Today, many organisations are still busy building websites that are built-to-last. At every attempt to introduce new technology or a sparkling new design, best efforts are made to put something robust in place for as long as possible.
As many web professionals have recognized, a web site won't last. There seems to be a clear disconnect between the common managerial perception of the corporate website as something static, while the web team recognizes that to make best use of the Web, you should frequently improve your web pages as you learn along the way. The problem is that built-to-change websites don't go far enough and have their own particular set of problems.
Built-to-change websites are not manageable
If there is one constant theme across the many J. Boye groups for web professionals, it is that there never seems to be enough resources dedicated to the web team. Trade-offs are constantly made in an effort to avoid having an outdated or even broken website. Even those companies where the website is the most important revenue stream, are struggling to look beyond the best-selling products and build a truly great website. The long tail dream is really more like a garbage trail.
Over the past decade many experts have written about how the Web impacts organisations and how it enables us to incorporate change into business processes. To quote Irish Web expert Gerry McGovern from his article on From built-to-last to built-to-change:
The Web demands a new model of management: from built-to-last to built-to-change. Internally, most large organizational systems are designed to be robust, secure and future-proof. However, they often end up being slow, cumbersome and rigid
Yes, the Web enables business transformation, but we can't keep focusing on change in order to manage the web. If you believe that websites tend to need constant updating, why worry about building something to last? The problem with this "change is constant" strategy is that few organisations have enough resources to constantly update and improve their websites. In reality what happens, is that the web team is always running behind, chasing from one project to another, fixing what most urgently needs fixing and whilst patching up the rest of the website to the best of their abilities.
The content explosion will cost you a fortune tomorrow
Beyond the never-ending stream of changes, another thing that is plaguing most web teams is the content explosion that is a reality for almost all websites. Website content is growing at an already unmanageable rate.
During the past decade many organisations have deployed content management systems, hoping that IT would somehow save the day. Some have also deployed wiki, blogs and a handful of other tools. These systems generally introduce a helpful layer of management, but the unintended consequence is that it actually make it much easier for your colleagues to create additional content. That means you end up with an alarming growth of content.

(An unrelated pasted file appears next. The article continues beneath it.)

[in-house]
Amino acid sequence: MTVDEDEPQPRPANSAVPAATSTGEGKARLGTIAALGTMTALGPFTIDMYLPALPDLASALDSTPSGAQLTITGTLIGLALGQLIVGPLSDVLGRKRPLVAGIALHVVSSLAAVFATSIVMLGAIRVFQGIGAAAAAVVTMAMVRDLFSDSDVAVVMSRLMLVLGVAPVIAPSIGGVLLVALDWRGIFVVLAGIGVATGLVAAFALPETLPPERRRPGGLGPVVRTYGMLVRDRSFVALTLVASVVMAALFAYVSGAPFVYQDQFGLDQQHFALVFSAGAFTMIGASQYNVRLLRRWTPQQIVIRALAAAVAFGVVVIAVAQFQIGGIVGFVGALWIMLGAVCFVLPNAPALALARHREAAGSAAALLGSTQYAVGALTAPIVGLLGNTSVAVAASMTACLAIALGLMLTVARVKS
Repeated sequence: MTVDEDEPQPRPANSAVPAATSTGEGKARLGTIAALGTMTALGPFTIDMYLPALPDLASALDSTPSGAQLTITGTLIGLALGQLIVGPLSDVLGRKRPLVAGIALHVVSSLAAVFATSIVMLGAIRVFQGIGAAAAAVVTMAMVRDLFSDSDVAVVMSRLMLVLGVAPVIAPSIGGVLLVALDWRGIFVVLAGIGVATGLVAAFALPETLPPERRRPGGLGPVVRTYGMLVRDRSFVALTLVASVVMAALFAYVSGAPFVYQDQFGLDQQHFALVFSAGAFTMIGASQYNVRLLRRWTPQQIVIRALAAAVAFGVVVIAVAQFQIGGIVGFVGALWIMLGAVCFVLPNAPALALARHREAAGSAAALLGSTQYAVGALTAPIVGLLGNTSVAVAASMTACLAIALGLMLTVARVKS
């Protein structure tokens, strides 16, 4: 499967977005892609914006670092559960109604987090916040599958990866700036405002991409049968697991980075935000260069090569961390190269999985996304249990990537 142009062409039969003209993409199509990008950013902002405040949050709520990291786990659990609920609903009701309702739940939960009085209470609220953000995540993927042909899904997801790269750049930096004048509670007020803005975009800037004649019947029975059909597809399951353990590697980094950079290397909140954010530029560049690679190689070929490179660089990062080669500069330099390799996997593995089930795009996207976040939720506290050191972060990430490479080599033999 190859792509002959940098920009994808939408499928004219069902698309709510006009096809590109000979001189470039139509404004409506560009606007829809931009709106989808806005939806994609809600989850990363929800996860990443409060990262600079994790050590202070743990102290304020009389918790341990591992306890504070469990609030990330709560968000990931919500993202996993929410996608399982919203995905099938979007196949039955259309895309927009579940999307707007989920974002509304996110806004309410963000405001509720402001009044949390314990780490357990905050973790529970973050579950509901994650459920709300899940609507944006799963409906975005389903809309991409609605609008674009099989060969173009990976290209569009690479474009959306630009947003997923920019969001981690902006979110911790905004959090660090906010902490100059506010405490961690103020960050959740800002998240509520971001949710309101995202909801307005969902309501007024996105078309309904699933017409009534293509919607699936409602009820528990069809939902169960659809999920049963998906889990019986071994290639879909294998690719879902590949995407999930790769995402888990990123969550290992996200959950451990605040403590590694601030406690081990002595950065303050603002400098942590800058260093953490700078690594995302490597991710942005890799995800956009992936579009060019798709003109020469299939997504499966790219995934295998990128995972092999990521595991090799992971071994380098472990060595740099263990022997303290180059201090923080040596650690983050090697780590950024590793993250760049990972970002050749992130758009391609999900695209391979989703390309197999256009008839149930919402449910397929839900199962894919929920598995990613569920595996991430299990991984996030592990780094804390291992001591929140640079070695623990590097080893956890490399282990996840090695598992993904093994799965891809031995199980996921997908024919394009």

This aquarium of content that organisations are doing their best to keep healthy, is turning into an excruciatingly expensive eco-system for tomorrow:
- Your next website redesign will certainly be much more expensive than the last one
- Changing tools, e.g. from one content management system to another, will only become riskier and more complex
- Forget about search as even the most expensive search engines are not going to return meaningful results from your ocean of content
We need a better way.
Kill your darlings and build sharing into your website
How about we started the next web project somewhere else: Not by emphasising change, not by making it even easier to create more content and certainly not with technology. To really manage the web, we will probably need to kill some of our darlings, both in terms of how we've approached digital projects so far and also in terms of what needs to go on the website.
A trend is emerging where "sharing" is entered into the equation to better manage the web. Think of sharing as the thing that naturally succeeds open. Sharing means that other people can contribute. Sounds scary and vague? It means you need to take a wider, more integrated approach and look at your web presence as a whole. Not just the corporate site, but the entire new media universe in your organisation including Facebook pages, Twitter, YouTube channel, blogs and video.
Here's how you get started:
- At a high-level, you need to allow sharing and don't restrict what you have on your website by copyright or any such things.
- At a practical level, make it easy to share what you have, whether this means that a website visitor can share something on Facebook or whether a programmer can take your content and apps and turn them into something completely different.
The most important darling to be killed is the illusion of control. Web managers and in particular the senior management above them, like to be in control of the key informational assets that go on the website. They prefer to control how they are used.
Those that really are reaping the business benefits from the Web are right now thinking about how they can set their information assets free, so that others can easily leverage them. Built-to-share means less content. Many have already found that much of their existing content is redundant, outdated and trivial. Essentially content that wastes time and certainly nobody wants to share. Unfortunately few web managers have the mandate to simply clean the mess.
Learn more: Find better ways to manage the web
Benefit from the shared experience of others: